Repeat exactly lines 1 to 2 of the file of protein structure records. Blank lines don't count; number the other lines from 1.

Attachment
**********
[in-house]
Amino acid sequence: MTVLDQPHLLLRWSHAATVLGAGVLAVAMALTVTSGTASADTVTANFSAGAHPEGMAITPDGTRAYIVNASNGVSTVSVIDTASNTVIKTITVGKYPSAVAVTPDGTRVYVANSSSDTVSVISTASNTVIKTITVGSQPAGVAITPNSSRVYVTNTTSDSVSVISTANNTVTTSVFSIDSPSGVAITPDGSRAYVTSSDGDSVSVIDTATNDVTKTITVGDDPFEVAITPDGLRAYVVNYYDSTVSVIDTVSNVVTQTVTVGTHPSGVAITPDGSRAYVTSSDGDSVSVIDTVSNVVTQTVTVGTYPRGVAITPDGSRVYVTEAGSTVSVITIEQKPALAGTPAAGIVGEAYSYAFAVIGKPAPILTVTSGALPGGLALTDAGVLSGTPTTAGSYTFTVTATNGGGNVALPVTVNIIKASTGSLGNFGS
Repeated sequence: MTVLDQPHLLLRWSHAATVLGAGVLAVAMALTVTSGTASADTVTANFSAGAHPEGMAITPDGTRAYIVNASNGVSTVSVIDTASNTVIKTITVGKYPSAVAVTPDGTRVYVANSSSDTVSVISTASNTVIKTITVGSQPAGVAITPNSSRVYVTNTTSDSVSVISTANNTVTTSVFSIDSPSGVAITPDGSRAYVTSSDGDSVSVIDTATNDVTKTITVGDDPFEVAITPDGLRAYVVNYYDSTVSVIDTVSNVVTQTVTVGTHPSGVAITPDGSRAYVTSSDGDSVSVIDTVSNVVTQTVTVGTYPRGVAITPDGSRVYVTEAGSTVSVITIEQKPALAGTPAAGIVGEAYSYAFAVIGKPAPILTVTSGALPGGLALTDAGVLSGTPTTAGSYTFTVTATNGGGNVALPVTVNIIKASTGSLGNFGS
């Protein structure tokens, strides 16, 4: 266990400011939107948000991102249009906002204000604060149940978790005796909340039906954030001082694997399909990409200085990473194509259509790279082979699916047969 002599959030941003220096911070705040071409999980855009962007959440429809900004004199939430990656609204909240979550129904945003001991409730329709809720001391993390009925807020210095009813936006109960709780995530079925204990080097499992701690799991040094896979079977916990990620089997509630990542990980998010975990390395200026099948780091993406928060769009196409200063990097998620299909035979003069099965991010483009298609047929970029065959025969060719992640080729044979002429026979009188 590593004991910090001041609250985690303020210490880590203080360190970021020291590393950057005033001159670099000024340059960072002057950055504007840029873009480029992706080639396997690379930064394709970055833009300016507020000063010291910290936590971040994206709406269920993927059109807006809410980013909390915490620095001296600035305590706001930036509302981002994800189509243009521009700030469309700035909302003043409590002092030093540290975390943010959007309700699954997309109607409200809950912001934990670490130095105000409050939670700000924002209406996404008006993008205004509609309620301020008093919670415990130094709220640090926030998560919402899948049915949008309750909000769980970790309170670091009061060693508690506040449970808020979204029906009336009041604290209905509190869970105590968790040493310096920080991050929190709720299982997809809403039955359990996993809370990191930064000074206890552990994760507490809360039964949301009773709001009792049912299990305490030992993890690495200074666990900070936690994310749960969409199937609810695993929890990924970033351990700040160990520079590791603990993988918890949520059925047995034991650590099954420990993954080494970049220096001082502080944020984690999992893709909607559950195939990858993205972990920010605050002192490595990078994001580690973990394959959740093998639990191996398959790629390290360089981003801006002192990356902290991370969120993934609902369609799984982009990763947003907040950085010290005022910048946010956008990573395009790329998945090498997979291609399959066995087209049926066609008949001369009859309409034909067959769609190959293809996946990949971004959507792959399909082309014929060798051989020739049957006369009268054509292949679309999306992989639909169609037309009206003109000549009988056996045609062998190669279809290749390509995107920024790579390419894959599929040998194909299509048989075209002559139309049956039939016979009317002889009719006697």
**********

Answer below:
[in-house]
Amino acid sequence: MTVLDQPHLLLRWSHAATVLGAGVLAVAMALTVTSGTASADTVTANFSAGAHPEGMAITPDGTRAYIVNASNGVSTVSVIDTASNTVIKTITVGKYPSAVAVTPDGTRVYVANSSSDTVSVISTASNTVIKTITVGSQPAGVAITPNSSRVYVTNTTSDSVSVISTANNTVTTSVFSIDSPSGVAITPDGSRAYVTSSDGDSVSVIDTATNDVTKTITVGDDPFEVAITPDGLRAYVVNYYDSTVSVIDTVSNVVTQTVTVGTHPSGVAITPDGSRAYVTSSDGDSVSVIDTVSNVVTQTVTVGTYPRGVAITPDGSRVYVTEAGSTVSVITIEQKPALAGTPAAGIVGEAYSYAFAVIGKPAPILTVTSGALPGGLALTDAGVLSGTPTTAGSYTFTVTATNGGGNVALPVTVNIIKASTGSLGNFGS